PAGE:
After promising legal action against Ubisoft following his termination from the company last month, Assassin's Creed creator Patrice Désilets has sued the French publisher.
As part of an agreement with former publisher THQ, Désilets was reportedly given full creative control of the game. However, when Ubisoft purchased the the project--and the studio itself--in January, this control was supposedly taken away, leading to the fallout.
An Ubisoft representative confirmed with Game Informer that the company has received Désilets' "legal request" and said that it is currently evaluating options about how to respond.
"As stated before, the acquisition of THQ Montréal in January allowed Ubisoft to welcome 170 experienced developers to our existing and renowned workforce. Unfortunately, the discussions between Patrice Désilets and Ubisoft aimed at aligning Patrice’s and the studio’s visions were inconclusive," the statement reads. "We received Patrice’s legal request and we will take the time needed to evaluate our options. We will make no further comment at this point."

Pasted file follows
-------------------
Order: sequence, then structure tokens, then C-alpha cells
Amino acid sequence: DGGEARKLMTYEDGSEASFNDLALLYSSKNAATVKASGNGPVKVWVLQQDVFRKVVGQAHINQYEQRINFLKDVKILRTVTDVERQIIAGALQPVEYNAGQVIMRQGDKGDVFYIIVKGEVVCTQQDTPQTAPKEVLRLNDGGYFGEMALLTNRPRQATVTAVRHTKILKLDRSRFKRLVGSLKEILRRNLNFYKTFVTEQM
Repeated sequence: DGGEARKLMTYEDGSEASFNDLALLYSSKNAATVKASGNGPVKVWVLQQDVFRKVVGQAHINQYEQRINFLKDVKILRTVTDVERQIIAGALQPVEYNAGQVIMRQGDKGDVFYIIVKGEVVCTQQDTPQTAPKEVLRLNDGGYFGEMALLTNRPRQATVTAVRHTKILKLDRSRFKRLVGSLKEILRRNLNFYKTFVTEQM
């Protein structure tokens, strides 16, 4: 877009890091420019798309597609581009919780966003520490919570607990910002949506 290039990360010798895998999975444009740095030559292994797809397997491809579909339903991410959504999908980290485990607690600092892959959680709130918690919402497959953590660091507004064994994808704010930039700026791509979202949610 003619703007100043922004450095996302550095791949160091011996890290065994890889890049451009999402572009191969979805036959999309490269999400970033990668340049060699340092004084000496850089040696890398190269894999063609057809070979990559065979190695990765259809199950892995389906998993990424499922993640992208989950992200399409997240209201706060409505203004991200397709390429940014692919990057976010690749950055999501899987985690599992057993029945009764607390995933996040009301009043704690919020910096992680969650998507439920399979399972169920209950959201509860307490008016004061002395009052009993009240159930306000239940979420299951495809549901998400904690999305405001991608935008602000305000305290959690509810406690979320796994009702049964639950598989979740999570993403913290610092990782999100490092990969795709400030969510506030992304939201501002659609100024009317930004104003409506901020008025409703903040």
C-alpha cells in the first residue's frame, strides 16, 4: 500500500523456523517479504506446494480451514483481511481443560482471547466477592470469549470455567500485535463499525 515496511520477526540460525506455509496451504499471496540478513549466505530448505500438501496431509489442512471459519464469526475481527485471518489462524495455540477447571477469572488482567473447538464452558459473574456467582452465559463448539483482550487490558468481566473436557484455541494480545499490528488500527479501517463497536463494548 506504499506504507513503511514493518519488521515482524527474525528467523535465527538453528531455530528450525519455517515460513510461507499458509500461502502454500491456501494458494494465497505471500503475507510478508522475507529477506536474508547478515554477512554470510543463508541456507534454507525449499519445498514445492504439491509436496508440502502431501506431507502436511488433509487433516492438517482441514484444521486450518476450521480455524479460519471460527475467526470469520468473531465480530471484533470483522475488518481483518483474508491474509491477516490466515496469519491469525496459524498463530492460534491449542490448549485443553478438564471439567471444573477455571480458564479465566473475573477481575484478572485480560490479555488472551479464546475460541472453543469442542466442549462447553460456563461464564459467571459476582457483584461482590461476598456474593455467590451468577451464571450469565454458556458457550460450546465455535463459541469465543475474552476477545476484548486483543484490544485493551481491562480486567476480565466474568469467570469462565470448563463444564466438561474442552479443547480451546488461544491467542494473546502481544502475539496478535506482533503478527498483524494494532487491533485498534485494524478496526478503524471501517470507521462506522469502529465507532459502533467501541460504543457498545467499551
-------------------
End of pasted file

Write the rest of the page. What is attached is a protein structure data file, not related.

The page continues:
Desilets claimed last month that Ubisoft fired him without merit. In a statement sent to media, he alleged wrongdoing on the part of Ubisoft and said he planned to fight back.
"This was not my decision," he added. "Ubisoft's actions are baseless and without merit. I intend to fight Ubisoft vigorously for my rights, for my team and for my game."
Ubisoft also reportedly fired producer Jean-François Boivin.
Ubisoft CEO Yves Guillemot confirmed last month during a financial call that development on 1666 had been suspended.
"After more than two months of discussions with [Desilets], we couldn't align our vision both on project development and team management," Guillemot said. "So consequently our collaboration has ended, and we have suspended 1666 for an undisclosed period of time."